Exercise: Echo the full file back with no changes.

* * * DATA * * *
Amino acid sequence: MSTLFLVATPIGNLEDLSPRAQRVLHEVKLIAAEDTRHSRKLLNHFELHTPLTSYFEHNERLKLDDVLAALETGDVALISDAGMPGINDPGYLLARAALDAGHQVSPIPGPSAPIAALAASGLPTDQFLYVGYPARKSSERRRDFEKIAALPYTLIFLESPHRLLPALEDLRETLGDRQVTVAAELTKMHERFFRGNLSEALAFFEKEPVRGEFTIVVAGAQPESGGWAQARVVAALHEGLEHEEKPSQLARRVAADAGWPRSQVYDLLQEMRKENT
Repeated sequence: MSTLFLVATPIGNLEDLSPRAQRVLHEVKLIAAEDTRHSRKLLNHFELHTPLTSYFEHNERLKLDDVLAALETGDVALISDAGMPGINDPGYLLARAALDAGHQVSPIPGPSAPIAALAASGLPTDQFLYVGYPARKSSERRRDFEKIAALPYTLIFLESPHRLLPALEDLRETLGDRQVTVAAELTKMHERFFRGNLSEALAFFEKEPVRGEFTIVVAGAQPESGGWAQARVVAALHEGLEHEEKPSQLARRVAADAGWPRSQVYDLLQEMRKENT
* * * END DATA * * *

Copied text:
Amino acid sequence: MSTLFLVATPIGNLEDLSPRAQRVLHEVKLIAAEDTRHSRKLLNHFELHTPLTSYFEHNERLKLDDVLAALETGDVALISDAGMPGINDPGYLLARAALDAGHQVSPIPGPSAPIAALAASGLPTDQFLYVGYPARKSSERRRDFEKIAALPYTLIFLESPHRLLPALEDLRETLGDRQVTVAAELTKMHERFFRGNLSEALAFFEKEPVRGEFTIVVAGAQPESGGWAQARVVAALHEGLEHEEKPSQLARRVAADAGWPRSQVYDLLQEMRKENT
Repeated sequence: MSTLFLVATPIGNLEDLSPRAQRVLHEVKLIAAEDTRHSRKLLNHFELHTPLTSYFEHNERLKLDDVLAALETGDVALISDAGMPGINDPGYLLARAALDAGHQVSPIPGPSAPIAALAASGLPTDQFLYVGYPARKSSERRRDFEKIAALPYTLIFLESPHRLLPALEDLRETLGDRQVTVAAELTKMHERFFRGNLSEALAFFEKEPVRGEFTIVVAGAQPESGGWAQARVVAALHEGLEHEEKPSQLARRVAADAGWPRSQVYDLLQEMRKENT